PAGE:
However, Pliny the Elder, who lived in the 1st century AD, wrote that he saw a centaur with his own eyes. It was preserved in honey and sent from Egypt as a gift for the Emperor. Centaurs were thought to be the result of genetic experiments of Egyptian priests.

We at 5 Fun Facts don’t really believe in this theory, but because scientists managed to make a human-pig, maybe it’s true.

5. The Labyrinth of the Minotaur

According to an ancient Greek legend, under the palace of King Minos was a huge labyrinth. In the labyrinth, there was a terrible monster: the Minotaur. The monster was so bloodthirsty that its roar made Earth shake.

Crete (the island where the monster lived) is famous for its curious seismic activity. The island is situated on 2 plates, and one of them is moving under the other. This geological phenomenon is called subduction. The risk of earthquakes is very high in such areas. The situation in Crete is worsened by the African plate pressing on the Nubian plate (the island is on it), so the island is kind of pushed to the surface. Since the start of the civilization, Crete has survived a few such lifts (some of them were as high as 22 feet). It’s no wonder that ancient people thought that there was a furious monster underground. Every earthquake led to terrible destruction.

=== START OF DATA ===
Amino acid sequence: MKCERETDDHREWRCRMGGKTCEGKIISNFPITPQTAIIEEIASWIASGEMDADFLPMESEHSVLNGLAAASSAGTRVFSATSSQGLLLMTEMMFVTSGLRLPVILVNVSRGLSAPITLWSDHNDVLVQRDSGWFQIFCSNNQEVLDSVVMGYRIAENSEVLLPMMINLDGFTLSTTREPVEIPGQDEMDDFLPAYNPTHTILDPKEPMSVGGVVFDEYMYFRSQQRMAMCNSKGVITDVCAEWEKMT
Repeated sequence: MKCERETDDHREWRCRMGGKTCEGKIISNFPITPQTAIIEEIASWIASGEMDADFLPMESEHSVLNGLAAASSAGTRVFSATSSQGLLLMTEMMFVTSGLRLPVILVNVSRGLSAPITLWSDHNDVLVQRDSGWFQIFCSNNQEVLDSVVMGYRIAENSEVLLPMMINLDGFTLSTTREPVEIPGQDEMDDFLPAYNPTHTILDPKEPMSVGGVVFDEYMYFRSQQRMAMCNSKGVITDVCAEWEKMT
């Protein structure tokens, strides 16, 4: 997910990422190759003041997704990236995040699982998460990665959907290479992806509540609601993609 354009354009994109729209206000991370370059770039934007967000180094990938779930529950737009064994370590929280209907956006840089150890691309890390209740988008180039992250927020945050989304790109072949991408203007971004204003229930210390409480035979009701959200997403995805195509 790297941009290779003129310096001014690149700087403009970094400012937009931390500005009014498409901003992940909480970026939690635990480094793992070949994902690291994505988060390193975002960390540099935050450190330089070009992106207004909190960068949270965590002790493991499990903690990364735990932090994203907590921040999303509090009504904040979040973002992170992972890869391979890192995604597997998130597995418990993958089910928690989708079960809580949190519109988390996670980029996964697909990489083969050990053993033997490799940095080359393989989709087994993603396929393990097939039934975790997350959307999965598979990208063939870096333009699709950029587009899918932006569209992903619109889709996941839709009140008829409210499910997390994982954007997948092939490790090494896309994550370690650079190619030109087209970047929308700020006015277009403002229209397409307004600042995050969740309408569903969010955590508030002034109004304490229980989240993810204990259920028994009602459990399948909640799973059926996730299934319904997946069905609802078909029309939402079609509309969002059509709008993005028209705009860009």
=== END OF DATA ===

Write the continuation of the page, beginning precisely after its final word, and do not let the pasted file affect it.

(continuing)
4. Cyclopes

In ancient Greek mythology, cyclopes are either godly creatures (the children of Gaia and Uranus) or just people. The most famous example was Polyphemus, the son of Poseidon. Odysseus took the only eye he had. The Arimaspi were also thought to be a tribe of one-eyed people of northern Scythia.

Now for the scientific grounds of these myths. In 1914, Othenio Abel, an Australian paleobiologist, had an idea that ancient people found the skulls of dwarf elephants. This led to the myth about cyclopes because the hole in the center of the skulls (which was actually the nose) could have been mistaken for a giant eye socket. It’s curious that such elephants lived only in Cyprus, Malta, and Crete.